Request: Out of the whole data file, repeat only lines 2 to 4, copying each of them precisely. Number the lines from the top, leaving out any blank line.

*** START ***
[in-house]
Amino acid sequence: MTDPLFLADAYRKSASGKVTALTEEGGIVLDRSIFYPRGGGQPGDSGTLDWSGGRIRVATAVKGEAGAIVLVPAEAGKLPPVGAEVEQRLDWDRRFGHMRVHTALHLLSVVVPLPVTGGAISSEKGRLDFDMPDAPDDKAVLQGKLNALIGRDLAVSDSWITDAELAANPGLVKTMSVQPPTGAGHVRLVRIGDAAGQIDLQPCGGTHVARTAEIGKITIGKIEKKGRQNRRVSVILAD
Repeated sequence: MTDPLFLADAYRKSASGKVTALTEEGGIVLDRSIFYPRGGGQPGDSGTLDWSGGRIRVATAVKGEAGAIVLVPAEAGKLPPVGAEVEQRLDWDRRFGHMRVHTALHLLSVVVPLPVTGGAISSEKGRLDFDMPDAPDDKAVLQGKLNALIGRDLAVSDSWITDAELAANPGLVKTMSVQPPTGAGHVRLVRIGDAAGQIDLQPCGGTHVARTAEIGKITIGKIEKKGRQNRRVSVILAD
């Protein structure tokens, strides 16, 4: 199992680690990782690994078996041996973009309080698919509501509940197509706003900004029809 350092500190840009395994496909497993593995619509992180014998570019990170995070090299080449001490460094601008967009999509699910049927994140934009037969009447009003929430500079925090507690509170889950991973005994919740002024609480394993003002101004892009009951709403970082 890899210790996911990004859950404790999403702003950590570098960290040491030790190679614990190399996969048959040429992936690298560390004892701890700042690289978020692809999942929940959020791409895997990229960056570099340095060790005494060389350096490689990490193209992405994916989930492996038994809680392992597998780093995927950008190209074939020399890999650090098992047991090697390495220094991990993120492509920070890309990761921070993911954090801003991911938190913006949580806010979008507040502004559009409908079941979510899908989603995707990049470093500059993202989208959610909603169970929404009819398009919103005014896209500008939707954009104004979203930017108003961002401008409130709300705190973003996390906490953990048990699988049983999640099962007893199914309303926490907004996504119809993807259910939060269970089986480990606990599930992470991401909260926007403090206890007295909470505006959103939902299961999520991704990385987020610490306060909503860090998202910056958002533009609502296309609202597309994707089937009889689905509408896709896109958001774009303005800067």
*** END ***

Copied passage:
Amino acid sequence: MTDPLFLADAYRKSASGKVTALTEEGGIVLDRSIFYPRGGGQPGDSGTLDWSGGRIRVATAVKGEAGAIVLVPAEAGKLPPVGAEVEQRLDWDRRFGHMRVHTALHLLSVVVPLPVTGGAISSEKGRLDFDMPDAPDDKAVLQGKLNALIGRDLAVSDSWITDAELAANPGLVKTMSVQPPTGAGHVRLVRIGDAAGQIDLQPCGGTHVARTAEIGKITIGKIEKKGRQNRRVSVILAD
Repeated sequence: MTDPLFLADAYRKSASGKVTALTEEGGIVLDRSIFYPRGGGQPGDSGTLDWSGGRIRVATAVKGEAGAIVLVPAEAGKLPPVGAEVEQRLDWDRRFGHMRVHTALHLLSVVVPLPVTGGAISSEKGRLDFDMPDAPDDKAVLQGKLNALIGRDLAVSDSWITDAELAANPGLVKTMSVQPPTGAGHVRLVRIGDAAGQIDLQPCGGTHVARTAEIGKITIGKIEKKGRQNRRVSVILAD
């Protein structure tokens, strides 16, 4: 199992680690990782690994078996041996973009309080698919509501509940197509706003900004029809 350092500190840009395994496909497993593995619509992180014998570019990170995070090299080449001490460094601008967009999509699910049927994140934009037969009447009003929430500079925090507690509170889950991973005994919740002024609480394993003002101004892009009951709403970082 890899210790996911990004859950404790999403702003950590570098960290040491030790190679614990190399996969048959040429992936690298560390004892701890700042690289978020692809999942929940959020791409895997990229960056570099340095060790005494060389350096490689990490193209992405994916989930492996038994809680392992597998780093995927950008190209074939020399890999650090098992047991090697390495220094991990993120492509920070890309990761921070993911954090801003991911938190913006949580806010979008507040502004559009409908079941979510899908989603995707990049470093500059993202989208959610909603169970929404009819398009919103005014896209500008939707954009104004979203930017108003961002401008409130709300705190973003996390906490953990048990699988049983999640099962007893199914309303926490907004996504119809993807259910939060269970089986480990606990599930992470991401909260926007403090206890007295909470505006959103939902299961999520991704990385987020610490306060909503860090998202910056958002533009609502296309609202597309994707089937009889689905509408896709896109958001774009303005800067």